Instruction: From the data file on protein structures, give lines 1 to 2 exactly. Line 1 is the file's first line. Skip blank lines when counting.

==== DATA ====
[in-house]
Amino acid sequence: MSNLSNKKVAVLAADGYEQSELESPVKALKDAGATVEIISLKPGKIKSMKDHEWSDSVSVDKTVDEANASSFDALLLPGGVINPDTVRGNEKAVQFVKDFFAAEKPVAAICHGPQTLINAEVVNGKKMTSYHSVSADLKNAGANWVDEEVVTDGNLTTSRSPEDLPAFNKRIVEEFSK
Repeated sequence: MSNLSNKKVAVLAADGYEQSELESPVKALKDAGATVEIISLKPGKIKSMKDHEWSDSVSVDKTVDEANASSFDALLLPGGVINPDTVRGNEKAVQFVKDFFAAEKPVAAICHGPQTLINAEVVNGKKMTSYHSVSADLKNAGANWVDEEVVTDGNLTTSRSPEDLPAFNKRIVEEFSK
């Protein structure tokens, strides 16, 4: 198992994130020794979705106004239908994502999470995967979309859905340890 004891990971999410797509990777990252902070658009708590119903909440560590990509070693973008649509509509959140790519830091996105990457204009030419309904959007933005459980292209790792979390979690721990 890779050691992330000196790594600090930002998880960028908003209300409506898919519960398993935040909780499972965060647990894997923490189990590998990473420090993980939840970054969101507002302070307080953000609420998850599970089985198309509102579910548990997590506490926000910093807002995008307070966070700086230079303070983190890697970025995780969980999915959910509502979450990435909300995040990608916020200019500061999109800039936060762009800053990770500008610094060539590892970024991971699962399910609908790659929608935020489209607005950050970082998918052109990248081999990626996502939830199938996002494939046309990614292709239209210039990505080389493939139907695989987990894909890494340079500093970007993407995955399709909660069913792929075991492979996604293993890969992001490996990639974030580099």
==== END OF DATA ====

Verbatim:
[in-house]
Amino acid sequence: MSNLSNKKVAVLAADGYEQSELESPVKALKDAGATVEIISLKPGKIKSMKDHEWSDSVSVDKTVDEANASSFDALLLPGGVINPDTVRGNEKAVQFVKDFFAAEKPVAAICHGPQTLINAEVVNGKKMTSYHSVSADLKNAGANWVDEEVVTDGNLTTSRSPEDLPAFNKRIVEEFSK